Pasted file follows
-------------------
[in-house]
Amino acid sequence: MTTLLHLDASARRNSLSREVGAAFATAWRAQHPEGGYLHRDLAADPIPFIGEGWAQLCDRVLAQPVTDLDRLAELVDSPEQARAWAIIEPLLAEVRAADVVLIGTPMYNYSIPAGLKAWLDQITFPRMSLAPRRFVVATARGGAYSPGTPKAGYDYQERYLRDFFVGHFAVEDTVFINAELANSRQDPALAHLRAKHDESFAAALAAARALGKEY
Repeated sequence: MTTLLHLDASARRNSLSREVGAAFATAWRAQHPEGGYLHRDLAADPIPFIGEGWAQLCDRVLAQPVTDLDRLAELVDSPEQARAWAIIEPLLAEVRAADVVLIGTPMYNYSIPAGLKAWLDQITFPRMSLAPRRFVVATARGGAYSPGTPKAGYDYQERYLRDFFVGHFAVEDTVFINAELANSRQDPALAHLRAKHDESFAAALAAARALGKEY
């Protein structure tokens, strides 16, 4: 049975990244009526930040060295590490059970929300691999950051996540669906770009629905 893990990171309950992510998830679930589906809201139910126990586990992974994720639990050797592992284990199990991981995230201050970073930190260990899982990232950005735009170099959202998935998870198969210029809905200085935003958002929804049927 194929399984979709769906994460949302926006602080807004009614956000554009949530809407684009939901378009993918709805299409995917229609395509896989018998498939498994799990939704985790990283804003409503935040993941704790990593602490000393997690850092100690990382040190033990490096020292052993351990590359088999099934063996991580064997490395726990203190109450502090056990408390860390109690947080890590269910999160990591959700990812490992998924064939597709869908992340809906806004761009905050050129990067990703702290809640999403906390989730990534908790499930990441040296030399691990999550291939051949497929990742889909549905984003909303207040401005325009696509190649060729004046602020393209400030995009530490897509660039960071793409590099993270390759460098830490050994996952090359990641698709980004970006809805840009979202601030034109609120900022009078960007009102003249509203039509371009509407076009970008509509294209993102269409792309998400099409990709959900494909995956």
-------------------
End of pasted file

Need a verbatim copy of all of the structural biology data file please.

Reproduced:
[in-house]
Amino acid sequence: MTTLLHLDASARRNSLSREVGAAFATAWRAQHPEGGYLHRDLAADPIPFIGEGWAQLCDRVLAQPVTDLDRLAELVDSPEQARAWAIIEPLLAEVRAADVVLIGTPMYNYSIPAGLKAWLDQITFPRMSLAPRRFVVATARGGAYSPGTPKAGYDYQERYLRDFFVGHFAVEDTVFINAELANSRQDPALAHLRAKHDESFAAALAAARALGKEY
Repeated sequence: MTTLLHLDASARRNSLSREVGAAFATAWRAQHPEGGYLHRDLAADPIPFIGEGWAQLCDRVLAQPVTDLDRLAELVDSPEQARAWAIIEPLLAEVRAADVVLIGTPMYNYSIPAGLKAWLDQITFPRMSLAPRRFVVATARGGAYSPGTPKAGYDYQERYLRDFFVGHFAVEDTVFINAELANSRQDPALAHLRAKHDESFAAALAAARALGKEY
């Protein structure tokens, strides 16, 4: 049975990244009526930040060295590490059970929300691999950051996540669906770009629905 893990990171309950992510998830679930589906809201139910126990586990992974994720639990050797592992284990199990991981995230201050970073930190260990899982990232950005735009170099959202998935998870198969210029809905200085935003958002929804049927 194929399984979709769906994460949302926006602080807004009614956000554009949530809407684009939901378009993918709805299409995917229609395509896989018998498939498994799990939704985790990283804003409503935040993941704790990593602490000393997690850092100690990382040190033990490096020292052993351990590359088999099934063996991580064997490395726990203190109450502090056990408390860390109690947080890590269910999160990591959700990812490992998924064939597709869908992340809906806004761009905050050129990067990703702290809640999403906390989730990534908790499930990441040296030399691990999550291939051949497929990742889909549905984003909303207040401005325009696509190649060729004046602020393209400030995009530490897509660039960071793409590099993270390759460098830490050994996952090359990641698709980004970006809805840009979202601030034109609120900022009078960007009102003249509203039509371009509407076009970008509509294209993102269409792309998400099409990709959900494909995956």